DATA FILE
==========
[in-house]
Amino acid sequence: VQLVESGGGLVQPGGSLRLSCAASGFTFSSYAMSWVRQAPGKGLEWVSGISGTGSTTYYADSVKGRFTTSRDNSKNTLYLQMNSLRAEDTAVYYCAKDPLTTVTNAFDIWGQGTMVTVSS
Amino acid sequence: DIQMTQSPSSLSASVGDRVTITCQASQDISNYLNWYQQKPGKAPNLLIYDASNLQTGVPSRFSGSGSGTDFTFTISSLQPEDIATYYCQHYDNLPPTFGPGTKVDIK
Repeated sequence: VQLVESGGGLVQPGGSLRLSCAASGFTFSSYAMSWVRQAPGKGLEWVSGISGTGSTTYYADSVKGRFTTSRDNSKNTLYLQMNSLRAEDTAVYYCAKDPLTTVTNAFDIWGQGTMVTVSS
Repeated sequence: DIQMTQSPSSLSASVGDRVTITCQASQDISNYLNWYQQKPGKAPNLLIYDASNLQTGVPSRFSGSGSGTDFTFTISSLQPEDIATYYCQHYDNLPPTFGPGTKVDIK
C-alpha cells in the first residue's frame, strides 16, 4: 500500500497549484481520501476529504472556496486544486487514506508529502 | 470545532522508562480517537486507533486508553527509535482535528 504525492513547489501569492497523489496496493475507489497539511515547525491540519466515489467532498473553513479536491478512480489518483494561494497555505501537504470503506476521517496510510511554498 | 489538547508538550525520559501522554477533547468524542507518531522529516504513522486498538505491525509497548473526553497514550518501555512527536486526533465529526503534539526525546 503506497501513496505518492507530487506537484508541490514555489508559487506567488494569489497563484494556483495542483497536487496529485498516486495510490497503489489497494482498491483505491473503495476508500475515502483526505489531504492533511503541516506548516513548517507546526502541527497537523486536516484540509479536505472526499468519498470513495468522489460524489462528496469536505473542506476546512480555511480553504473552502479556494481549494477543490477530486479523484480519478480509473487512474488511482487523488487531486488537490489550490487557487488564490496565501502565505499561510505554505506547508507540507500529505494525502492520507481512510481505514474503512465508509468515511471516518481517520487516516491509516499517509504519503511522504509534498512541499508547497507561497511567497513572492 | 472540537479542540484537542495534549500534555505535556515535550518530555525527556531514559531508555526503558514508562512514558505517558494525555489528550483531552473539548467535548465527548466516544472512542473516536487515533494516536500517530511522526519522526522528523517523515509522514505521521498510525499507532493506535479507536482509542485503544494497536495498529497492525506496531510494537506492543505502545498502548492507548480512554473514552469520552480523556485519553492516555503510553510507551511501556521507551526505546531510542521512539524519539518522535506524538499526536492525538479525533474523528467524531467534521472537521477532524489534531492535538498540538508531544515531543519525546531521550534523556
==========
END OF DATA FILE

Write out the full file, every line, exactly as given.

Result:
[in-house]
Amino acid sequence: VQLVESGGGLVQPGGSLRLSCAASGFTFSSYAMSWVRQAPGKGLEWVSGISGTGSTTYYADSVKGRFTTSRDNSKNTLYLQMNSLRAEDTAVYYCAKDPLTTVTNAFDIWGQGTMVTVSS
Amino acid sequence: DIQMTQSPSSLSASVGDRVTITCQASQDISNYLNWYQQKPGKAPNLLIYDASNLQTGVPSRFSGSGSGTDFTFTISSLQPEDIATYYCQHYDNLPPTFGPGTKVDIK
Repeated sequence: VQLVESGGGLVQPGGSLRLSCAASGFTFSSYAMSWVRQAPGKGLEWVSGISGTGSTTYYADSVKGRFTTSRDNSKNTLYLQMNSLRAEDTAVYYCAKDPLTTVTNAFDIWGQGTMVTVSS
Repeated sequence: DIQMTQSPSSLSASVGDRVTITCQASQDISNYLNWYQQKPGKAPNLLIYDASNLQTGVPSRFSGSGSGTDFTFTISSLQPEDIATYYCQHYDNLPPTFGPGTKVDIK
C-alpha cells in the first residue's frame, strides 16, 4: 500500500497549484481520501476529504472556496486544486487514506508529502 | 470545532522508562480517537486507533486508553527509535482535528 504525492513547489501569492497523489496496493475507489497539511515547525491540519466515489467532498473553513479536491478512480489518483494561494497555505501537504470503506476521517496510510511554498 | 489538547508538550525520559501522554477533547468524542507518531522529516504513522486498538505491525509497548473526553497514550518501555512527536486526533465529526503534539526525546 503506497501513496505518492507530487506537484508541490514555489508559487506567488494569489497563484494556483495542483497536487496529485498516486495510490497503489489497494482498491483505491473503495476508500475515502483526505489531504492533511503541516506548516513548517507546526502541527497537523486536516484540509479536505472526499468519498470513495468522489460524489462528496469536505473542506476546512480555511480553504473552502479556494481549494477543490477530486479523484480519478480509473487512474488511482487523488487531486488537490489550490487557487488564490496565501502565505499561510505554505506547508507540507500529505494525502492520507481512510481505514474503512465508509468515511471516518481517520487516516491509516499517509504519503511522504509534498512541499508547497507561497511567497513572492 | 472540537479542540484537542495534549500534555505535556515535550518530555525527556531514559531508555526503558514508562512514558505517558494525555489528550483531552473539548467535548465527548466516544472512542473516536487515533494516536500517530511522526519522526522528523517523515509522514505521521498510525499507532493506535479507536482509542485503544494497536495498529497492525506496531510494537506492543505502545498502548492507548480512554473514552469520552480523556485519553492516555503510553510507551511501556521507551526505546531510542521512539524519539518522535506524538499526536492525538479525533474523528467524531467534521472537521477532524489534531492535538498540538508531544515531543519525546531521550534523556